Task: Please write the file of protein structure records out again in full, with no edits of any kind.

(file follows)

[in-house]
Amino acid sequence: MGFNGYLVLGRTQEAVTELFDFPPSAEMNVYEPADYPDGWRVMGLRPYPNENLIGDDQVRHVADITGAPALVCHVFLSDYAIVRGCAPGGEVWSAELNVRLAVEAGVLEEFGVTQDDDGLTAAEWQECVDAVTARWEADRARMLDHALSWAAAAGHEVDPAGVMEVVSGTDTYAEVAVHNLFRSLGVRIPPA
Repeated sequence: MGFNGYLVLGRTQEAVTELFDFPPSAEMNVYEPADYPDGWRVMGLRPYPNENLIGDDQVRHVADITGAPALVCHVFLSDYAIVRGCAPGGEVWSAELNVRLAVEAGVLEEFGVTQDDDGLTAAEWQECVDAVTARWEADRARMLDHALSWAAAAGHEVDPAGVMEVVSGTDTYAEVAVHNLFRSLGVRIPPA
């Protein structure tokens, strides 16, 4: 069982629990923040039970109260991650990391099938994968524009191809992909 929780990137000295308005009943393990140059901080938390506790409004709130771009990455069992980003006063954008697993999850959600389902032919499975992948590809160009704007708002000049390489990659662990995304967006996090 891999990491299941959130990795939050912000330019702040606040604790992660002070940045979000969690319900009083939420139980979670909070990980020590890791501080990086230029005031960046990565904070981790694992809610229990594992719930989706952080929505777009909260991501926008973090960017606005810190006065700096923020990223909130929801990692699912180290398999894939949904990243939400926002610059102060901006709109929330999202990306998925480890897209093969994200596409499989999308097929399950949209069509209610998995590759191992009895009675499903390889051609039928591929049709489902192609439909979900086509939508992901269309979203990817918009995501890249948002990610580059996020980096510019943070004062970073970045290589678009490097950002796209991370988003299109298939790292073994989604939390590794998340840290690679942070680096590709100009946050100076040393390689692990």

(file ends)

[in-house]
Amino acid sequence: MGFNGYLVLGRTQEAVTELFDFPPSAEMNVYEPADYPDGWRVMGLRPYPNENLIGDDQVRHVADITGAPALVCHVFLSDYAIVRGCAPGGEVWSAELNVRLAVEAGVLEEFGVTQDDDGLTAAEWQECVDAVTARWEADRARMLDHALSWAAAAGHEVDPAGVMEVVSGTDTYAEVAVHNLFRSLGVRIPPA
Repeated sequence: MGFNGYLVLGRTQEAVTELFDFPPSAEMNVYEPADYPDGWRVMGLRPYPNENLIGDDQVRHVADITGAPALVCHVFLSDYAIVRGCAPGGEVWSAELNVRLAVEAGVLEEFGVTQDDDGLTAAEWQECVDAVTARWEADRARMLDHALSWAAAAGHEVDPAGVMEVVSGTDTYAEVAVHNLFRSLGVRIPPA
């Protein structure tokens, strides 16, 4: 069982629990923040039970109260991650990391099938994968524009191809992909 929780990137000295308005009943393990140059901080938390506790409004709130771009990455069992980003006063954008697993999850959600389902032919499975992948590809160009704007708002000049390489990659662990995304967006996090 891999990491299941959130990795939050912000330019702040606040604790992660002070940045979000969690319900009083939420139980979670909070990980020590890791501080990086230029005031960046990565904070981790694992809610229990594992719930989706952080929505777009909260991501926008973090960017606005810190006065700096923020990223909130929801990692699912180290398999894939949904990243939400926002610059102060901006709109929330999202990306998925480890897209093969994200596409499989999308097929399950949209069509209610998995590759191992009895009675499903390889051609039928591929049709489902192609439909979900086509939508992901269309979203990817918009995501890249948002990610580059996020980096510019943070004062970073970045290589678009490097950002796209991370988003299109298939790292073994989604939390590794998340840290690679942070680096590709100009946050100076040393390689692990």